Christine Falls Paperback
Part of the Quirke Mysteries series
Quirke's pathology department, set deep beneath the city, is his own gloomy realm: always quiet, always night, and always under his control.
Until late one evening after a party he stumbles across a body that should not be there -- and his brother-in-law falsifying the corpse's cause of death.
This is the first time Quirke has encountered Christine Falls, but the investigation he decides to lead into the way she lived and died uncovers a dark secret at the heart of Dublin's high Catholic network; one with the power to shake his own family and everything he holds dear. 'A superb stylist ...His control and pacing cannot be faulted, and the final outcome is almost unbearably moving ...You're in for a treat' Michael Dibdin, Guardian 'Succeeds sensationally ...An absorbing plot, beguiling characters and evocative settings ...His pacing is impeccable' Marcel Berlins, The Times 'A gripping, beautifully crafted thriller ...A one sitting-read, an all-night enticement' Scotsman
- Format: Paperback
- Pages: 400 pages
- Publisher: Pan Macmillan
- Publication Date: 19/10/2007
- Category: Crime & mystery
- ISBN: 9780330445320
Showing 1 - 1 of 1 reviews.
Review by Lman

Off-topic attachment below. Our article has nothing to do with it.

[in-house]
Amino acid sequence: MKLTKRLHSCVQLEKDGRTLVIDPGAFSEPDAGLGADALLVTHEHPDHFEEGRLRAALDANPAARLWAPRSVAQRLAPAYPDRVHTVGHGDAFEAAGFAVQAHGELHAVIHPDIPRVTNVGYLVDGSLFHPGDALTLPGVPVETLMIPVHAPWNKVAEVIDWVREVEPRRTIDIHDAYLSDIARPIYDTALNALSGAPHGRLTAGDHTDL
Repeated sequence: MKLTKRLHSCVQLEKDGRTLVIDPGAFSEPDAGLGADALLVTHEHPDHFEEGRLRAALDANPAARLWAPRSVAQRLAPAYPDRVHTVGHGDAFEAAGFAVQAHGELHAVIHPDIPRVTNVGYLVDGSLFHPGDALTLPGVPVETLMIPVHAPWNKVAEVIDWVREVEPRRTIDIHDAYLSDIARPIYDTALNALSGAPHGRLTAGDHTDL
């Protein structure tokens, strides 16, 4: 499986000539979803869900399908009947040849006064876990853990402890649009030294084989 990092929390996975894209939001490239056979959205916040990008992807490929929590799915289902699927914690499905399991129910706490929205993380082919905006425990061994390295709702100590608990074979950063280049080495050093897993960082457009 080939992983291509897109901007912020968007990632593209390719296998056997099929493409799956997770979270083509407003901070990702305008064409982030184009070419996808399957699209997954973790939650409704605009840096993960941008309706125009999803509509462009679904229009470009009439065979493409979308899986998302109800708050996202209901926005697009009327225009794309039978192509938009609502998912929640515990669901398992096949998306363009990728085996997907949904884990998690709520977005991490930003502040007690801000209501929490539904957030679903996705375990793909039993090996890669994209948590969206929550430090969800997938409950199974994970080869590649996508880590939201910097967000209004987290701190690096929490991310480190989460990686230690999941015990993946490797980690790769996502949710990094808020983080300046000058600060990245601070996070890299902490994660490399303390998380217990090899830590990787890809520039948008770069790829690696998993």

How impressive - a crime novel brimming with imagery so vivid that, at times, the smells evoked assaulted my senses; and with such clarity of words, that, at other times, I found myself, almost unwillingly, witnessing events as if first-hand!Set in the 1950s, <i>Christine Falls</i> follows the consequences after pathologist Quirke, retreating quite drunk from a hospital party one night, encounters his brother-in-law, obstetrician Malachy Griffin, out of place, in his office, altering the findings in a report. From some subconscious depth, due to an intrinsic 'quirk' of personality, much like a snow-ball effect, Quirke becomes helplessly, uncharacteristically, ensnared in the circumstances of this particular case; the death of Christine Falls. The more he delves, the more his family becomes entangled in the investigation; and the deeper he delves, the further the convoluted familial relationships between so many impact; until a web of corruption of a society from Dublin to Boston becomes unravelled.This is a sordid tale crammed with condemnable incidents – from the abject to the inexcusable – and with no character left unsoiled. The satisfaction is in the mundane but detailed observances and reactions the author deftly applies, to each situation and to all the participants, offering such interesting distinctions and descriptions that they fascinate and repulse simultaneously. There are times when the reader knows more than Quirke; times when Quirke is not at all forthcoming to the reader; and times, it must be said, that happenstances occur a little too neatly.Amongst all this Benjamin Black masterfully builds the persona of Quirke, whose attributes and true character, so long buried beneath a whiskey bottle, reluctantly surface as Christine ‘falls’ into his domain; Quirke’s life is the real story, perhaps even crime, here. A big man, often uncomfortable in his surroundings, unable to fully reconcile his past, purposely disregarding much of it, his story remains unfinished; his ending to-date untidy, his indifference returning to haunt him in the bleakness of his world, a world very different from today.Still, there is much to like about Quirke in this book and much more to narrate. As the crimes themselves are revealed so too is Mr Quirke. Who knows, maybe, in time we will even elicit his first name – telling, that omission of one word amongst a veritable feast of others. Perfect, a further mystery to unfold.